Loading...

Taking too long? Try again or cancel this request.

Insights

How Indie Publishers Can Get Their Books into Libraries

Editor’s Note: This article originally appeared on https://www.bookworks.com/2016/07/how-indie-authors-can-get-their-books-into-libraries/

Library

One of the most frequent questions I get from independent authors and publishers I meet at writing conferences is “How do I get my book into libraries?“ Here are some insights and advice for indie authors in how best to get their book onto library shelves.

Library Organization and Purchasing Decisions

America’s 123,000 libraries fall into four basic types: Public, School, Academic and Special (armed forces, government, corporate). Like bookstores, most libraries purchase content from book vendors like Ingram rather than directly from publishers. So right off the bat, if your book isn’t in a library vendor catalog, you are behind the curve.

Librarians utilize their resources wisely and book distributors make it quick and easy for them to order thousands of books from a variety of publishers by serving as a one-stop-shop versus librarians attempting to approach thousands of different publishers to order each book individually. Not only do distributors save librarians time, but they also guarantee librarians the assurance that they’re working with a company that’s well-respected and trusted within the publishing industry versus taking a chance on an author they just met.

Having your title listed with a distributor that’s familiar to them demonstrates that you’re an author that knows what you’re doing.

Upload your title to IngramSpark to make it available to over 39,000 retailers and libraries.

Importance of Reviews

For both public and academic libraries, decisions to purchase are typically based on professional reviews that librarians recognize and value. So getting a positive review in a publication that both vendors and libraries recognize is critical to getting your book purchased by libraries. Keep in mind that many review publications require submission prior to publication, so be thinking about this before your book comes out as opposed to after.

Libraries Require Good Book Metadata

Just as IngramSpark reiterates in its webinars and social media the importance of good book metadata in selling to bookstores, libraries are just as demanding. Good book metadata tells industry professionals, like booksellers and librarians, all they need to know about your book before they place their order and after. Here are the metadata must-haves for your book to even be considered for purchase by a library:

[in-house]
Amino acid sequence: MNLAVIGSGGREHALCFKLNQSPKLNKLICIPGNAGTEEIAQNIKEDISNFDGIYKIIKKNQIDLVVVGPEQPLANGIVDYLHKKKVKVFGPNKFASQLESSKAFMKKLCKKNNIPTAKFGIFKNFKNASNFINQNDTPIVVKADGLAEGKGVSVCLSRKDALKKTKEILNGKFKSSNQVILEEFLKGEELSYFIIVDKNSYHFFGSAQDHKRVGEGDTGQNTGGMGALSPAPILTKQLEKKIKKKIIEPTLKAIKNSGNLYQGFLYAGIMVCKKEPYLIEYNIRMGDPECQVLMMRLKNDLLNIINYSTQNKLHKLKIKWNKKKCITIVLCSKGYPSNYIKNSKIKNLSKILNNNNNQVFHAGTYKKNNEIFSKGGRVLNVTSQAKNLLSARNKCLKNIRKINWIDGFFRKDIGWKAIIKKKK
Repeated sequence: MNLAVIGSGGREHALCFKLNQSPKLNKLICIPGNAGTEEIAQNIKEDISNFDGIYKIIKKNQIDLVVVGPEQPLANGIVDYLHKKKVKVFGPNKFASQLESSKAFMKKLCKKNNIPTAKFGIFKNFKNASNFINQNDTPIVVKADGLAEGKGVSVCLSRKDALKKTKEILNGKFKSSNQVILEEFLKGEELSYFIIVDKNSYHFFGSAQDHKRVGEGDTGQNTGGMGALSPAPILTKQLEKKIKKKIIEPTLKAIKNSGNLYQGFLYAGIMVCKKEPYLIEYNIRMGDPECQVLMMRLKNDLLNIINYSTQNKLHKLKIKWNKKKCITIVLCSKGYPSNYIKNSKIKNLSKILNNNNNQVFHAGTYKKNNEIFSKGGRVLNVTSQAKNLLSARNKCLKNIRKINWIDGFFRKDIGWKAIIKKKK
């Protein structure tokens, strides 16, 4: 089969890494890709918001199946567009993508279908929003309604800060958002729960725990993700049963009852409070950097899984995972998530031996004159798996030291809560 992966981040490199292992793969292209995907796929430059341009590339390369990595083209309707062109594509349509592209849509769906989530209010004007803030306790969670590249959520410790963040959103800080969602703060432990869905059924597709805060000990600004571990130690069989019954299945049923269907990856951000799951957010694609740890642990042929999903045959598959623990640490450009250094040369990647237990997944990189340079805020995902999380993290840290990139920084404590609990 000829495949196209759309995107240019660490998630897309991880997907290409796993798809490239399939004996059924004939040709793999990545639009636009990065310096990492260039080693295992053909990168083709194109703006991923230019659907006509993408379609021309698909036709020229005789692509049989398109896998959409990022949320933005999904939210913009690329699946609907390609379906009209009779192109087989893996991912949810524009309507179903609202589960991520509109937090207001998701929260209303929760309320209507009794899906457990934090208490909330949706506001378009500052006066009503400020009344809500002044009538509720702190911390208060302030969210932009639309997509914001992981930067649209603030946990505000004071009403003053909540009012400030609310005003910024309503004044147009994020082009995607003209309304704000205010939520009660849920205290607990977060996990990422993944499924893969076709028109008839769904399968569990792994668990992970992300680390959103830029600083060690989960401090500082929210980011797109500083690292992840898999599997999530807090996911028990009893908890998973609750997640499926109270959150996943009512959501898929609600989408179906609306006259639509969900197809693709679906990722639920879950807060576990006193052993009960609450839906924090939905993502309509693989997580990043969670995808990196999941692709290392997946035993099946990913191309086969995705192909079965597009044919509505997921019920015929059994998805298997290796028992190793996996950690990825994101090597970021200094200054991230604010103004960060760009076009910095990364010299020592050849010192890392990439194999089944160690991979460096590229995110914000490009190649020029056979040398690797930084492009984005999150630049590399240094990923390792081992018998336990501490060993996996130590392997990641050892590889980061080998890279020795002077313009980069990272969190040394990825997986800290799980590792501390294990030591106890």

• Accurate BISAC or subject codes – three are better than one
  • Complete description that is well written
  • Accurate age range (intended audience based on comprehension level)
  • Regional information – is the book about x place or is the author from x place?

What Else Do Librarians Look For?

Librarians want books that will appeal to their patrons and drive traffic into their libraries, so consider approaching your ideal libraries with your marketing plan at the ready. They need a description of your book and relative details, your relative qualifications as an author, how you plan to promote your book, and how you plan to help the library promote your book. You need to demonstrate to them that your book will do well on their shelves and give them the x, y, z reasons why. The higher the checkout rate at a local library, the more successful the library is rated, so find out what types of books do well for them and really determine whether your book would be a good fit.

Now that you better understand how libraries pick titles, make sure your book has what’s required and put together your library proposal with an emphasis on how your book embodies the librarian’s goals beyond the fact that you believe your book is the best book there is.


Robin Cutler Robin Cutler is the Director of IngramSpark and as such is committed to helping independent publishers easily get their content into the hands of readers around the globe. She is a leader in the independent publishing space with broad knowledge of indie, academic, and trade publishing, content creation and distribution, and marketing and author strategies. When not developing new programs and services for IngramSpark, she can often be found sharing her expertise at industry events around the world.

Robin Cutler

Comment on this insight